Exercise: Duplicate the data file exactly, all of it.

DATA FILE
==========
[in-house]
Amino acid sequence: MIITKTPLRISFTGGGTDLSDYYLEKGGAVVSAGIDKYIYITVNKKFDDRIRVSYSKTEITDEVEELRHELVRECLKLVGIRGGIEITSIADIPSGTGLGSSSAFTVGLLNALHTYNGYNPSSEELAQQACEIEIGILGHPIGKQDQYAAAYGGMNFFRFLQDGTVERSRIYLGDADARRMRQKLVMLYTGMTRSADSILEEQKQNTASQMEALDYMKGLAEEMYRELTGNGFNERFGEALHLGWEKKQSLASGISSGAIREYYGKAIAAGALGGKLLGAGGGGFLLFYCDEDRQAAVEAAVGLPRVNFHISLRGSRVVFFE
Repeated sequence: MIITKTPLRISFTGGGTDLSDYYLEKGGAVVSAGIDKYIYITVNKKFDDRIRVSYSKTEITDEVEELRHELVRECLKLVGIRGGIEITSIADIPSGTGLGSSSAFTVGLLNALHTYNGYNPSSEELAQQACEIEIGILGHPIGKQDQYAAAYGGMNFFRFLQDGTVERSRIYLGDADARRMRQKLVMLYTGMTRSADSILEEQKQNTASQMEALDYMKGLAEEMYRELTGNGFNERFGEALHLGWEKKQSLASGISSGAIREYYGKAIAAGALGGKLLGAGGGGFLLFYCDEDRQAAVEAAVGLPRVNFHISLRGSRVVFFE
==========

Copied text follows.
[in-house]
Amino acid sequence: MIITKTPLRISFTGGGTDLSDYYLEKGGAVVSAGIDKYIYITVNKKFDDRIRVSYSKTEITDEVEELRHELVRECLKLVGIRGGIEITSIADIPSGTGLGSSSAFTVGLLNALHTYNGYNPSSEELAQQACEIEIGILGHPIGKQDQYAAAYGGMNFFRFLQDGTVERSRIYLGDADARRMRQKLVMLYTGMTRSADSILEEQKQNTASQMEALDYMKGLAEEMYRELTGNGFNERFGEALHLGWEKKQSLASGISSGAIREYYGKAIAAGALGGKLLGAGGGGFLLFYCDEDRQAAVEAAVGLPRVNFHISLRGSRVVFFE
Repeated sequence: MIITKTPLRISFTGGGTDLSDYYLEKGGAVVSAGIDKYIYITVNKKFDDRIRVSYSKTEITDEVEELRHELVRECLKLVGIRGGIEITSIADIPSGTGLGSSSAFTVGLLNALHTYNGYNPSSEELAQQACEIEIGILGHPIGKQDQYAAAYGGMNFFRFLQDGTVERSRIYLGDADARRMRQKLVMLYTGMTRSADSILEEQKQNTASQMEALDYMKGLAEEMYRELTGNGFNERFGEALHLGWEKKQSLASGISSGAIREYYGKAIAAGALGGKLLGAGGGGFLLFYCDEDRQAAVEAAVGLPRVNFHISLRGSRVVFFE